Chinese ride-hailing giant Didi said it will delist from the New York Stock Exchange, a stunning reversal for the leading technology group whose hurried overseas listing in June drew a backlash from Beijing.
The decision is the clearest sign yet that two decades of Chinese technology companies securing huge valuations in U.S. markets is coming to a close, a sea change that threatens to ripple through $2 trillion of Chinese company shares traded in the United States.
Over the last year, the Chinese Communist Party has launched a multipronged campaign to rein in its Internet giants with a particular focus on groups it deems responsible for data insecurity, dodgy labor practices and unfair competition.
Didi, China’s answer to Uber, fell in the bull’s eye of the crackdown. Responsible for about 90 percent of China’s ride-hailing market, Didi owns vast troves of data on Chinese citizens and drew criticism for its driver pay policies.
Chinese officials have raised concerns that a push by U.S. regulators to strengthen due diligence for U.S.-listed Chinese firms could require Chinese groups to hand over sensitive information. Beijing’s solution has been to encourage companies to list in mainland Chinese or Hong Kong markets, where it retains regulatory control.
Didi’s announcement is a major concession in the company’s bid to mend its relationship with the country’s cybersecurity regulator. The Cyberspace Administration of China (CAC) announced a probe into suspected “illegal collection and use of users’ personal information” days after Didi pulled off an initial public offering in New York in which it raised $4.4 billion. Didi was valued at $68 billion by the end of first day of trading, the biggest U.S. share sale since Chinese online retail group Alibaba listed in 2014.
The conclusion of the CAC’s probe has yet to be announced, but Didi’s share value plummeted amid the uncertainty over its business and relationship with regulators. In recent weeks, its stock has hovered around $8, occasionally nearing $7, or half the value of its initial public offering. Regulators barred Didi from signing up new users and blocked many of its apps from stores.
Didi, founded in 2012 by a former Alibaba employee, was for years hailed as a local champion that proved upstart Chinese firms could take on Silicon Valley. Uber retreated from the Chinese market in 2016, selling its operations to Didi. Like many Chinese Internet start-ups at the time, the company thrived in a regulatory gray zone, pushing back against government attempts at regulation.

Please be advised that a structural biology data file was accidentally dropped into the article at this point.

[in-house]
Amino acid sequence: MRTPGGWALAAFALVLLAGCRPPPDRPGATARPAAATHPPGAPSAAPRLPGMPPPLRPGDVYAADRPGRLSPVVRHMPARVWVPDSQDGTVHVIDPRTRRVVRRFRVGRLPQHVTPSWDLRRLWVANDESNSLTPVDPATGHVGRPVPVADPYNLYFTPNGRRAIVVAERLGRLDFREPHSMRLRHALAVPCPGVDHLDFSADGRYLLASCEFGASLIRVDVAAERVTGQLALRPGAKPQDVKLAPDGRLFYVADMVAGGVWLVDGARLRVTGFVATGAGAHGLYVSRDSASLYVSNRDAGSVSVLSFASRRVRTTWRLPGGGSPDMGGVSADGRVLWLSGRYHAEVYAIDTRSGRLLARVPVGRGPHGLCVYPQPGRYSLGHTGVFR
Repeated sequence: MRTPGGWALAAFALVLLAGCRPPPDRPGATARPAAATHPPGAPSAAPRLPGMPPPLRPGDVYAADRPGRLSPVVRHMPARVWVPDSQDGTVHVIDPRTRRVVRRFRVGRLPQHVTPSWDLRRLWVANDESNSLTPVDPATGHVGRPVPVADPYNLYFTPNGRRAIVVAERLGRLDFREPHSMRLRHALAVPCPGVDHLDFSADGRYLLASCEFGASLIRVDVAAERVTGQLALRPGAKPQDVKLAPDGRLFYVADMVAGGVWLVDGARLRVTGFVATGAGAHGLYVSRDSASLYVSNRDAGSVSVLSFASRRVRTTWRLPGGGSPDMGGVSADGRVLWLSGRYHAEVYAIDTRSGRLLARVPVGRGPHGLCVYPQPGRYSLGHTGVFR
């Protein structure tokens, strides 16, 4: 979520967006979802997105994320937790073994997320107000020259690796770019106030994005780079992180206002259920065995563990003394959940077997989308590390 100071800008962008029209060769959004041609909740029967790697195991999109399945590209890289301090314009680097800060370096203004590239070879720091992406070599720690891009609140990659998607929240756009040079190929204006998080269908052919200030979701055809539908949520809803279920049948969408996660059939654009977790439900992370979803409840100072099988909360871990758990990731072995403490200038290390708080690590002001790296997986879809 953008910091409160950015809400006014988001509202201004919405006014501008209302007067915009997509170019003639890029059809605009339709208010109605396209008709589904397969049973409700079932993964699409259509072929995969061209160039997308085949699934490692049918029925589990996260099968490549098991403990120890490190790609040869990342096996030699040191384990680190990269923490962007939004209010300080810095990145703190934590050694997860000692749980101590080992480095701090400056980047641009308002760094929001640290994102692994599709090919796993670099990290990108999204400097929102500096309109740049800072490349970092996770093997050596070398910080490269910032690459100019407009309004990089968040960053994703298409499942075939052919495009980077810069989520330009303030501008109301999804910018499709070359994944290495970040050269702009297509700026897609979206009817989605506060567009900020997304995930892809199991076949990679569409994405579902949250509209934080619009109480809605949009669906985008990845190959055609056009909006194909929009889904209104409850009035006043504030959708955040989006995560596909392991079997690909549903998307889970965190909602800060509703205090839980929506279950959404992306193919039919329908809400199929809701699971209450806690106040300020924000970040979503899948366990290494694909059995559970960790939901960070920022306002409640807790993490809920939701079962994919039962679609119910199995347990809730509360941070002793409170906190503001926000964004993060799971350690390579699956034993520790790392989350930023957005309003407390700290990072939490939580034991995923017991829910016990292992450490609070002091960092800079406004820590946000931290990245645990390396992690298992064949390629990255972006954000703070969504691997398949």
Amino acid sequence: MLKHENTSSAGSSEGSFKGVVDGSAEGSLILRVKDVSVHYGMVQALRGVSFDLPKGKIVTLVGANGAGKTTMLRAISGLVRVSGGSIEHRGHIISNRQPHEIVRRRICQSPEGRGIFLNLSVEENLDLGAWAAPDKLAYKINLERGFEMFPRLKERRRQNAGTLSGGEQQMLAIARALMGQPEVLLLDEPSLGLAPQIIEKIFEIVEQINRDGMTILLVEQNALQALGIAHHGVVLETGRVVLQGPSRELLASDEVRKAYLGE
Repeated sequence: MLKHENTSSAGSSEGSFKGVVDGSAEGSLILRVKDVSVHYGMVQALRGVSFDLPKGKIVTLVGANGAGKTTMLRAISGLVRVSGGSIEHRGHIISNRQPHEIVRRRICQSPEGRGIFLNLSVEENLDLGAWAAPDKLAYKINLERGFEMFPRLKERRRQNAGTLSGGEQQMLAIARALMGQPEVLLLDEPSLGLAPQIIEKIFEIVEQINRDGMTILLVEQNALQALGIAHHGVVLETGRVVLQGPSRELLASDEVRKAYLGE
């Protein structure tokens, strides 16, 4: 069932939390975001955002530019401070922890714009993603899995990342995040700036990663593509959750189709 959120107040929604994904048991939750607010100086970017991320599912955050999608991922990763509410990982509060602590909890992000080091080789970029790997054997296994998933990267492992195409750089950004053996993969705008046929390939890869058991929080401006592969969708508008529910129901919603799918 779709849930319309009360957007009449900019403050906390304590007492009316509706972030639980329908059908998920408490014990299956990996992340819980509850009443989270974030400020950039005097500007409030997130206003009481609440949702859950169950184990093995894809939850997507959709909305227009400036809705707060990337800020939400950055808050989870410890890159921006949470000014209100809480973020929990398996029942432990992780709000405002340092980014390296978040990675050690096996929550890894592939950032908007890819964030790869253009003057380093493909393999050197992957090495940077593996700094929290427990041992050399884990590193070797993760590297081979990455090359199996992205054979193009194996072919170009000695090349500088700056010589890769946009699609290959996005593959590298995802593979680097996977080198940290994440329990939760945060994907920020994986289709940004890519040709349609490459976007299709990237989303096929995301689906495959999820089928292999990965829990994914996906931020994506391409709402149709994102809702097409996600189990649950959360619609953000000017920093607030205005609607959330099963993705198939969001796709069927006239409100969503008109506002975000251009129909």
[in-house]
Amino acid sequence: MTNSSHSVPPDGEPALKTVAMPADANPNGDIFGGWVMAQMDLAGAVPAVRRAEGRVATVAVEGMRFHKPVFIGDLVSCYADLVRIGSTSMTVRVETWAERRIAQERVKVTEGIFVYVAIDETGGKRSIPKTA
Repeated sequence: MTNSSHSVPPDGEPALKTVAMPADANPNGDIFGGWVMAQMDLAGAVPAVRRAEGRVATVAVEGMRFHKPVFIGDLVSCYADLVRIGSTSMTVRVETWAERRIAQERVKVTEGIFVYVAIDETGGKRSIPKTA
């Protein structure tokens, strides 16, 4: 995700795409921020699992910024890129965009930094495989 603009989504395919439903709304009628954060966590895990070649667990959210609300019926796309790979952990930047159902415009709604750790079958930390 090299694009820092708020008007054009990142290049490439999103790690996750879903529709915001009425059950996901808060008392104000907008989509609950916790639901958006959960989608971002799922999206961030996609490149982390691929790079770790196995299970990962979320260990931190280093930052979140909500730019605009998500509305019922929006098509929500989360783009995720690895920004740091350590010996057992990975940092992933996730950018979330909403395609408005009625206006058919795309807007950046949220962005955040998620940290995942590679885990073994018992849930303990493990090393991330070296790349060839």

Today, the company’s quick fall from grace underlines the sharp shift in government attitudes toward private enterprise, as authorities under top Chinese leader Xi Jinping exert more control over a once-freewheeling tech sector. Sectors as varied as private tutoring, insurance and video games have been the focus of a regulatory crackdown.
“The period of ‘Wild Wild West’ for Internet companies and private companies is over in China, because President Xi has made it very clear that he wants to see an economy where the government plays a major role,” said Henry Gao, a law professor specializing in Chinese trade at Singapore Management University. “The space for private companies is being squeezed.”
The sweeping crackdown, launched almost a year ago, has wiped $1.5 trillion from Chinese stocks since February. Chinese tech stocks listed in Hong Kong slumped on Friday after the news about Didi.
Didi is among several high-profile companies to fall under official scrutiny, as authorities target Internet giants whose reach and command over large amounts of personal data is increasingly seen as a threat.
As China’s ties with the United States and other Western countries have worsened, China’s leaders have grown more concerned about that data falling into unfriendly hands. Companies holding data of more than 1 million users must pass a cybersecurity review before listing overseas, according to draft rules released by the CAC in July.
“The Didi case became a turning point in data sovereignty issues in China and the rewriting of China’s listing rules,” said Angela Zhang, director of the Center for Chinese Law at the University of Hong Kong, who focuses on Chinese regulatory governance. “The significance of this case cannot be overstated.”
Didi’s announcement comes a day after the Securities and Exchange Commission announced new rules to allow U.S. regulators to ban or delist foreign companies from U.S. exchanges if they fail to comply with disclosure requirements.
“China feels like they need to take certain measures to counter that kind of threat,” Zhang said.
Lyric Li in Seoul contributed to this report.